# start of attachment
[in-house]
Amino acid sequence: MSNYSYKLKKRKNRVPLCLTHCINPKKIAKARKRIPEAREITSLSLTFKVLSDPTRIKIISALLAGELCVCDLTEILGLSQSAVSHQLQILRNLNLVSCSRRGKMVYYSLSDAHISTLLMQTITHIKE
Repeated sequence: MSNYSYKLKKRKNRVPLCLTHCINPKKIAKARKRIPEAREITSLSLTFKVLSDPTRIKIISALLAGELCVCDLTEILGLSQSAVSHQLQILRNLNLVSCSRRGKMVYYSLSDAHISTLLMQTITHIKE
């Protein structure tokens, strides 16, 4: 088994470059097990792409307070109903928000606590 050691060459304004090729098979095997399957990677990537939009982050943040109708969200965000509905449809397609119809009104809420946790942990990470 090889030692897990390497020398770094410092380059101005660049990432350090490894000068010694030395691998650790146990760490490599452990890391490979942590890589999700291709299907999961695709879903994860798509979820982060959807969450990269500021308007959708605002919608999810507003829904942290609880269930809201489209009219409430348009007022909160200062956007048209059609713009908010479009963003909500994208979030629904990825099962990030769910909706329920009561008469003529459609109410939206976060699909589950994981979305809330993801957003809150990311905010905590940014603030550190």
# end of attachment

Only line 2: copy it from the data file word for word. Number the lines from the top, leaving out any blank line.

Amino acid sequence: MSNYSYKLKKRKNRVPLCLTHCINPKKIAKARKRIPEAREITSLSLTFKVLSDPTRIKIISALLAGELCVCDLTEILGLSQSAVSHQLQILRNLNLVSCSRRGKMVYYSLSDAHISTLLMQTITHIKE